Off the Kuff Rotating Header Image

We continue to cower in fear of Syrian refugees


As part of its ongoing fight to keep Syrian refugees out of the state, Texas is threatening to withdraw from the nation’s refugee resettlement program if federal officials refuse to “unconditionally approve” a state plan requiring additional vetting of relocated people.

Republican Gov. Greg Abbott on Wednesday said the state had informed the Office of Refugee Resettlement that it would leave the program unless the feds approved its plan to only accept refugees who “are fully vetted and do not present a security threat.”

“Despite multiple requests by the state of Texas, the federal government lacks the capability or the will to distinguish the dangerous from the harmless, and Texas will not be an accomplice to such dereliction of duty to the American people,” Abbott said in a statement.


In November, Abbott directed resettlement nonprofits in Texas to stop accepting Syrian refugees — a move the feds said Texas didn’t have the authority to make. The state has sued the feds over Syrian refugees and seen its case dismissed, though an appeal is working its way through the courts.

Meanwhile, Texas and U.S. officials have been negotiating refugee resettlement plans for the 2017 federal fiscal year, which starts Oct. 1. Aside from the request for security assurances, Texas officials said they previously rejected a proposal by the U.S. State Department to increase the number of refugees resettled in Texas by 25 percent. They said they would only accept the same number of refugees relocated to Texas in the 2016 federal fiscal year: 7,633.

If Texas withdraws from the federal refugee resettlement program, it doesn’t mean refugees would stop flowing to the state; the federal government could distribute money directly to nonprofit groups here. Resettlement officials have said the U.S. Refugee Act of 1980 allows the federal government to designate an entity other than a state government to serve as the state refugee coordinator and disburse funding — a set-up currently in place in six states.

See here, here, and here for some background. The state didn’t just sue the feds, it also sued the International Rescue Committee non-profit, which remains the most mind-boggling part of this. I mean, these were and are religious non-profits doing this work. Can you imagine the uproar from Abbott et al if it were the feds meddling in the affairs of those religious non-profits? You don’t have to imagine it – the state is more than happy to join the fray on their behalf when it involves things like health care and birth control. Because that’s clearly what Jesus would do. (Just a reminder: The Catholic Church calls for welcoming Syrian refugees in America. Keep that in mind the next time you hear something about Greg Abbott’s self-professed Catholic faith.)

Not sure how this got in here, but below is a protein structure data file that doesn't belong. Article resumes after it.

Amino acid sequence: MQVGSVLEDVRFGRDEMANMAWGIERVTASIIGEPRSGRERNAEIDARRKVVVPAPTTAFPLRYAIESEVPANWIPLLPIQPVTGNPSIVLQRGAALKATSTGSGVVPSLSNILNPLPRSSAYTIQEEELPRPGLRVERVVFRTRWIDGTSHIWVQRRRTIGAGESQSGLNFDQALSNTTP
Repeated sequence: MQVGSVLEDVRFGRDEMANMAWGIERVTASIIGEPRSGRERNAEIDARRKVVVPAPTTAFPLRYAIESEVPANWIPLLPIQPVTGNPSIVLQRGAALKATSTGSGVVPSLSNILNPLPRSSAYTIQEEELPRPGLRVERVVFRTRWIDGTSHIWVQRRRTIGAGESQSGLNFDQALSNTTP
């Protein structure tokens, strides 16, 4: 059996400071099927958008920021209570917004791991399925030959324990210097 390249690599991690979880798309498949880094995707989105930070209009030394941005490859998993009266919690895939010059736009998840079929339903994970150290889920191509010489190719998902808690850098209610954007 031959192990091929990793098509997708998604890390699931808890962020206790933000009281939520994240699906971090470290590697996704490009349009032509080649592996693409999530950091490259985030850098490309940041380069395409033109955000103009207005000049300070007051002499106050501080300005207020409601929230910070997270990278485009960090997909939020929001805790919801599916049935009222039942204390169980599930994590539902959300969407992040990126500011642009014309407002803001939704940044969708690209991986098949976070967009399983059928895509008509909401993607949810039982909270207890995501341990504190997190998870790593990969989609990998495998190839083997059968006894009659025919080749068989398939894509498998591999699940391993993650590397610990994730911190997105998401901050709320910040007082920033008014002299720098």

Anyway. This is unlikely to have much practical effect – as the story notes, the feds can provide assistance to something other than the state government, so it’s just a matter of having a different middleman. Mostly, what this does is tell us something about our state leaders. To be sure, it’s something we already knew. Texas Monthly and the Chron have more.

Related Posts:


  1. Bill Daniels says:

    There’s a subtle (well, OK, not so subtle) difference between the refugees of today and refugees in the past. In the past, we took in people yearning for freedom and for peace, and we felt comfortable that’s what they wanted from us. Now we take in Muslim people and wonder which Skittle will mass murder, or try to mass murder, Americans. Previous iterations of refugees wanted freedom. The Muslims want submission and Sharia, and a smaller subset want American blood on their hands.

    Since we can’t vet these folks, the safe play is to not bring them here. Abbott is tilting at windmills trying to stop this, but I applaud him for trying and for speaking the truth on this issue, political correctness be damned.

  2. Paul Kubosh says:

    Rather than type a response let me just say I agree with Bill.

  3. Ross says:

    Bigot jerks

  4. Ross says:

    Yes BI’ll and Paul, you are bigot jerks, and should be ashamed of yourselves. Why do you hate Muslims, especially those who are escaping the utter destruction of their communities. Where else would you have them go, given that most of the Middle East is not suitable for refugee resettlement.

  5. Jules says:

    Oh, Paul, our agreement here ends.

    The Skittle remark is racist.